There are more connected devices in the world today than there are humans.
We are seeing a revolution in connectivity in our physical world that extends far beyond smartphones, electric grids and public infrastructure. IoT will see widespread application on an industrial scale to everything from fridges to farming to healthcare. Gartner research estimates that there will be upwards of 20 billion connected devices by the end of 2020.
IoT's transformative potential lies in overcoming the key issues of consistency, scalability, privacy, reliability and ultimately, trust in connecting our physical and digital worlds. Blockchain technology has the potential to act as key enabling infrastructure for IoT, tracking billions of connected devices, harvesting and co-ordinating information and processing transactions.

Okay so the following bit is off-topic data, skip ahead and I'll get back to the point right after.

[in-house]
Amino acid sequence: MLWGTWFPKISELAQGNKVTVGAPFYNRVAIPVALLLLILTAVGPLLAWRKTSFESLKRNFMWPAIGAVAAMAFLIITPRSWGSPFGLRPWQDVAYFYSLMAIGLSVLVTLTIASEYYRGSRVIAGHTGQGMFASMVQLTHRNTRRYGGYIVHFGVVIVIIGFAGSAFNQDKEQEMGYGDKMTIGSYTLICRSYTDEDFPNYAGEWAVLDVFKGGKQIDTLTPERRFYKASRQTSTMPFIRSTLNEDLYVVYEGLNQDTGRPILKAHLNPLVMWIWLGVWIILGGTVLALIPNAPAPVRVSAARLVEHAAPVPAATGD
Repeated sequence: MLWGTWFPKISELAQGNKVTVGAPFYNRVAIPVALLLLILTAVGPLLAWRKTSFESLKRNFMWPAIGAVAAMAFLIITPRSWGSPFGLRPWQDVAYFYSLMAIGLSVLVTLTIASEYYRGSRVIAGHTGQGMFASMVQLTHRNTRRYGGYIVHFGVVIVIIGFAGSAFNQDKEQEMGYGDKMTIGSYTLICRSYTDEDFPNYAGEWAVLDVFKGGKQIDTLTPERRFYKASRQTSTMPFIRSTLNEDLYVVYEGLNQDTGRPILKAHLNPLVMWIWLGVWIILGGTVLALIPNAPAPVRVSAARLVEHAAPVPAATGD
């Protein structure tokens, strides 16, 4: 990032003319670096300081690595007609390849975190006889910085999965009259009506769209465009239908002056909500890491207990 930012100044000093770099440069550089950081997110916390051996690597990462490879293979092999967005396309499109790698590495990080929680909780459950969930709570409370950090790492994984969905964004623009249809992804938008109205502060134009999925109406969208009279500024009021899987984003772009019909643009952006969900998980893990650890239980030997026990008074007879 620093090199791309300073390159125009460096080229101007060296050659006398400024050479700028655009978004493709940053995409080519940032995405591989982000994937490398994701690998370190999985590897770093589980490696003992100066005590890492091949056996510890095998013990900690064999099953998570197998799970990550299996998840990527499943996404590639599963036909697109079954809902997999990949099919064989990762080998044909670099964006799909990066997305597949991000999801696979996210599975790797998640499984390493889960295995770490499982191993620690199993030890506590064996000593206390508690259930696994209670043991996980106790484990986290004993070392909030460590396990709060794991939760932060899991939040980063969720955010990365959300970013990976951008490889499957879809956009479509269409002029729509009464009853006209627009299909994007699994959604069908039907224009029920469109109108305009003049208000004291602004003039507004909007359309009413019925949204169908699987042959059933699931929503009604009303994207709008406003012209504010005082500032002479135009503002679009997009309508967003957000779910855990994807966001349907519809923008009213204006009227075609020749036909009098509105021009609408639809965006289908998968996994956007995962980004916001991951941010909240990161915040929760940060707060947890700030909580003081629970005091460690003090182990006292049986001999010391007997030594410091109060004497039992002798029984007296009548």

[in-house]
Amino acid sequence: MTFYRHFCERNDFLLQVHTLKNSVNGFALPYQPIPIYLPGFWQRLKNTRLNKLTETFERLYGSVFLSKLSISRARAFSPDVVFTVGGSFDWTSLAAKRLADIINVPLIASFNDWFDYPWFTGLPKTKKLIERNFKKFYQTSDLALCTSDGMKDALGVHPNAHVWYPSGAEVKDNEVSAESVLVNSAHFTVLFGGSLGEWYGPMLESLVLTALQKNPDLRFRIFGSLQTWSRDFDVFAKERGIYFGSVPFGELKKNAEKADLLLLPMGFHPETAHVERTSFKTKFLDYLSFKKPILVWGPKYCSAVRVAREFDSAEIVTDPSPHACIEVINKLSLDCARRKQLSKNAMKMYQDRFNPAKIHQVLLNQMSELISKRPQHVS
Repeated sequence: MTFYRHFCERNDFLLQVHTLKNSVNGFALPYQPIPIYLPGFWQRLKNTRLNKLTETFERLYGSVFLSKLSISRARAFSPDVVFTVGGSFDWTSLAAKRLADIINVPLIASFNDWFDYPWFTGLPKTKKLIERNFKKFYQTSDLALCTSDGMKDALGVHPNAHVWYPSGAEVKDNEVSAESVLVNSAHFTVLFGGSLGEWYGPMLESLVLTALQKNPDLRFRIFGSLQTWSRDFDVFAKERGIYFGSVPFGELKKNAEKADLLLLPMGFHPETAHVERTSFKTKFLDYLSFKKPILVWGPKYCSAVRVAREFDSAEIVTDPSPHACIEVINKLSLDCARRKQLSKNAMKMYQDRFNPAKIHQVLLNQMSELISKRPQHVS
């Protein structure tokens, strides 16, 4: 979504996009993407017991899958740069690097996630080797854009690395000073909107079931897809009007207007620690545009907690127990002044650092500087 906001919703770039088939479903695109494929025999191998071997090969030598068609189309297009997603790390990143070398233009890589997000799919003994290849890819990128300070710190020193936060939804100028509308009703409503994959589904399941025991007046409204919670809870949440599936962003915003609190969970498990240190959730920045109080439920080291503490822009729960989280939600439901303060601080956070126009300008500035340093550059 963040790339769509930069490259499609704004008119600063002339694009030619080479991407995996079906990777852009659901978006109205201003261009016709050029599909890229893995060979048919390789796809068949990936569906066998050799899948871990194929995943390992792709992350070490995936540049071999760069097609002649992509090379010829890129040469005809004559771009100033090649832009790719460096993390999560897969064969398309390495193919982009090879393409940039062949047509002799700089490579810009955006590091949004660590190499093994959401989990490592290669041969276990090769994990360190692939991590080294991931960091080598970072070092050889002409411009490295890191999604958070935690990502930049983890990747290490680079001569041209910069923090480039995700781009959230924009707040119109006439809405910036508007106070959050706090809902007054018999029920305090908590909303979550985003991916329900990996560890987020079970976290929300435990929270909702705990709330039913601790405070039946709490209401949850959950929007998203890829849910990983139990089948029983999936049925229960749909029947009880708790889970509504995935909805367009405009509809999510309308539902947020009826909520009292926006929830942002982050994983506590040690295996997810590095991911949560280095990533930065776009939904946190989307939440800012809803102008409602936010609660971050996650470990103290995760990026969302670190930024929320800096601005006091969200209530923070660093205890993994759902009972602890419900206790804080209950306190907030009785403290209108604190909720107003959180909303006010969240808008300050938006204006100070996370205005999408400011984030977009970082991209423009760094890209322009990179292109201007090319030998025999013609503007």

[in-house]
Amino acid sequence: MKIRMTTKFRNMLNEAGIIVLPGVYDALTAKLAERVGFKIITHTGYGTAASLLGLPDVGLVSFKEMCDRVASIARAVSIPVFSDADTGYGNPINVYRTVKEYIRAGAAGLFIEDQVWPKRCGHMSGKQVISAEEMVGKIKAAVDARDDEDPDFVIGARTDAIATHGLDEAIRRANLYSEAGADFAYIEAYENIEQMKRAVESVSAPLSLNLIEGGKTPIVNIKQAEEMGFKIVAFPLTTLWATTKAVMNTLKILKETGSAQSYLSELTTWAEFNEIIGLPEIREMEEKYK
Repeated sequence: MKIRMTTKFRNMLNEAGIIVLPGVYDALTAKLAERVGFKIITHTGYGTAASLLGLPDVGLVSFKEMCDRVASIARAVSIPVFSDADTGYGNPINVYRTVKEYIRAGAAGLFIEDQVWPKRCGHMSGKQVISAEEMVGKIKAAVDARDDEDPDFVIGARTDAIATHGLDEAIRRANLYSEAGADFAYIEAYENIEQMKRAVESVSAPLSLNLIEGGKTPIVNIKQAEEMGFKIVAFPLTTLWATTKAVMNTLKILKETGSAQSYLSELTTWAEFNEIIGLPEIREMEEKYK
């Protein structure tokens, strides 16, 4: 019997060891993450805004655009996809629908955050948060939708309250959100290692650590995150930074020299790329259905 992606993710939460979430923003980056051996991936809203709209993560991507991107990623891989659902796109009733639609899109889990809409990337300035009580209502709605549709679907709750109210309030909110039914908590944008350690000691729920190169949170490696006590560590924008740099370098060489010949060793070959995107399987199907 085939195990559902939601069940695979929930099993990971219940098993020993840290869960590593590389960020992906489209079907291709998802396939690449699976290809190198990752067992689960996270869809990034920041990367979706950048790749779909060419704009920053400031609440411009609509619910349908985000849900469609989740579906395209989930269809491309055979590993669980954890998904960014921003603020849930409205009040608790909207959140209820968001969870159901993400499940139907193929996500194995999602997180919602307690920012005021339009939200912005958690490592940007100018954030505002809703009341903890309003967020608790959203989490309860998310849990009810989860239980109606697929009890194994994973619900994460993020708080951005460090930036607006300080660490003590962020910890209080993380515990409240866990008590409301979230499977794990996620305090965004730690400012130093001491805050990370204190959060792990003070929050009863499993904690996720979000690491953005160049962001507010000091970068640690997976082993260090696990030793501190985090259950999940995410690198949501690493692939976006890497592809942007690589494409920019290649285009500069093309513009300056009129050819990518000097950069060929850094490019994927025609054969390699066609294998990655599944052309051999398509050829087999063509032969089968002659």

Applying blockchain technology in the IoT operating environment, which consists of fragmented data silos, provides the security and transparency required to build a commonly shared platform that is safe, secure and smart.
Hype vs revolution
While it is widely understood that our economy is going through a transformation – the fourth industrial revolution – digital progress does not always seem to match the digital hype.
It is true that technology is giving us access to more data than ever before – and ever-improving computing power enables us to analyse that data, real-time, and in innovative ways.
There are plenty of benefits for this - more timely decision-making, improving efficiencies, optimising assets over their life time, improving financial margins, improving health and safety, and most importantly, improving the human experience.
There are also plenty of reasons why the transformation is happening slower than some would like; the early-stage experimental evolutionary nature of the technologies, the complexities of bringing multi-stakeholder environments together, the risk-averse nature of market incumbents as well as lack of clarity on what success looks like. There is certainly no lack of investment in trying.